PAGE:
Set to be England centurion, United’s Wayne Rooney has ‘incredible maturity’

'He burst onto the scene as a wonder kid at 19,' says Roy Hodgson, and taking criticism that whole time has given him incredible 'mental strength'.

Wayne Rooney takes part in a training session on Tuesday ahead of England's Euro 2016 qualifier against Slovenia on Saturday. Paul Ellis / AFP / November 11, 2014
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Wayne Rooney was on Tuesday praised by England manager Roy Hodgson for coping with criticism generated by a “turbulent” career.

The 29-year-old striker will become England’s ninth centurion when he leads his country out against Slovenia at Wembley in Saturday’s Euro 2016 qualifier for his 100th cap.

He will join previous century-makers Peter Shilton, David Beckham, Steven Gerrard, Bobby Moore, Ashley Cole, Bobby Charlton, Frank Lampard and Billy Wright.

And Hodgson told BBC Radio 5 that the England forward deserved extra praise for the way he has dealt with personal attacks during his roller coaster England career.

“He burst on to the scene as the wonder kid at 19. He was the saviour of English football,” said Hdgson.

“And he has had to suffer the slings and arrows because of the times when, of course, he has not been able to be the saviour of English football and people have criticised him for it.

“Having built him up to a very high level they have worked very hard to knock him right back down again.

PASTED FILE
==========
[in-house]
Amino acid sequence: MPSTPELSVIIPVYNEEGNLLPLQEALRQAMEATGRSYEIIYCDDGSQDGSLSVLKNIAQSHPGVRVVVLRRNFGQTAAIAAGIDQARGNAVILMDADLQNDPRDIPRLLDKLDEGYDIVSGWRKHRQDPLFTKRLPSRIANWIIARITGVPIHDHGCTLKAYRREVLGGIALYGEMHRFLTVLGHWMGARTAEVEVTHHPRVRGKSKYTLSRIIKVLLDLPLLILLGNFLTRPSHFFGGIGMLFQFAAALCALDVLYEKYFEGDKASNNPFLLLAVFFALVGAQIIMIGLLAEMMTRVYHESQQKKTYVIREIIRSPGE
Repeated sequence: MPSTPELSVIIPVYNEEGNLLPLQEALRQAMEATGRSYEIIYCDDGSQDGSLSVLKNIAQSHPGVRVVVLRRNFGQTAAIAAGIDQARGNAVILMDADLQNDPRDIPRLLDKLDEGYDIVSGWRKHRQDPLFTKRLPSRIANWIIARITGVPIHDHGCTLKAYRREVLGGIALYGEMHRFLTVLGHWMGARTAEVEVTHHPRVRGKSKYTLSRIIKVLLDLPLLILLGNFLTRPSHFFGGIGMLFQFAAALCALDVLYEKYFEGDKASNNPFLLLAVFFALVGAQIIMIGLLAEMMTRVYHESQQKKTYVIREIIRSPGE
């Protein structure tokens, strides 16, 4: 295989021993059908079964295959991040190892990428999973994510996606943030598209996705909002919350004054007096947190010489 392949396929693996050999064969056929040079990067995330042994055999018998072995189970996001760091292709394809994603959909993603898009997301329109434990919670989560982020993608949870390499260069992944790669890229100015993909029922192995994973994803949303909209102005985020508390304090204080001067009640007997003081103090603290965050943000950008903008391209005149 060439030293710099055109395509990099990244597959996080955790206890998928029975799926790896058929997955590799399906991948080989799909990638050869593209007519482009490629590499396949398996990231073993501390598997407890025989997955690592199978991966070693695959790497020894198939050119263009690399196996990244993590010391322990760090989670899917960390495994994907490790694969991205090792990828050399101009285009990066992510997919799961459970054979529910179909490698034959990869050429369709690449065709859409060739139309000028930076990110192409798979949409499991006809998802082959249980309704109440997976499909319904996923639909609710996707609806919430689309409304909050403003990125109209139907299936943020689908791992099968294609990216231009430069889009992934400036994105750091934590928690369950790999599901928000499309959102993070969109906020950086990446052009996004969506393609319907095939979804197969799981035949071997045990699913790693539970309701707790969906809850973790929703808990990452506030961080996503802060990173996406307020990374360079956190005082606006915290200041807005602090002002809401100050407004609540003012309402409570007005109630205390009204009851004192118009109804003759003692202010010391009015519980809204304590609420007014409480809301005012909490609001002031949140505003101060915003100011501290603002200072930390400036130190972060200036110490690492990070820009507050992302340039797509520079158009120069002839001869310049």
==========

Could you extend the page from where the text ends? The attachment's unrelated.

“I think that has given him an incredible maturity and mental strength that we will need going forward.

“That’s a harder thing to teach or to inculcate in the squad than tactics or technique.”

Rooney caused outrage at the 2006 World Cup when he was sent off for a stamp on Portugal defender Ricardo Carvalho.

Four years later, he lashed out at the England fans who booed the team off following their dire 0-0 draw against Algeria.

And the Manchester United forward was suspended for the first two games of Euro 2012 when he kicked out at defender Miodrag Dzudovic during a crucial qualifier in Montenegro.

Hodgson said Rooney’s progress with England had been “steady” since he scored four goals in Euro 2004, but rejected the claim he had under-achieved because he has not won anything with the national side.

“What you have to take into account with Wayne is that he is going to have played 100 games at the age of 29,” Hodgson added.

“He is the top goalscorer in the English team and he is only a few goals (six) away from Sir Bobby Charlton’s all-time record.

“I think that has got to be a better measure of his success.”

Rooney was criticised for his form at this year’s World Cup, but Hodgson does not believe the forward is on the decline.

“I think he will (get better),” Hodgson said.

“He is a consistent performer and someone who regards playing for his country as something of vital importance.”

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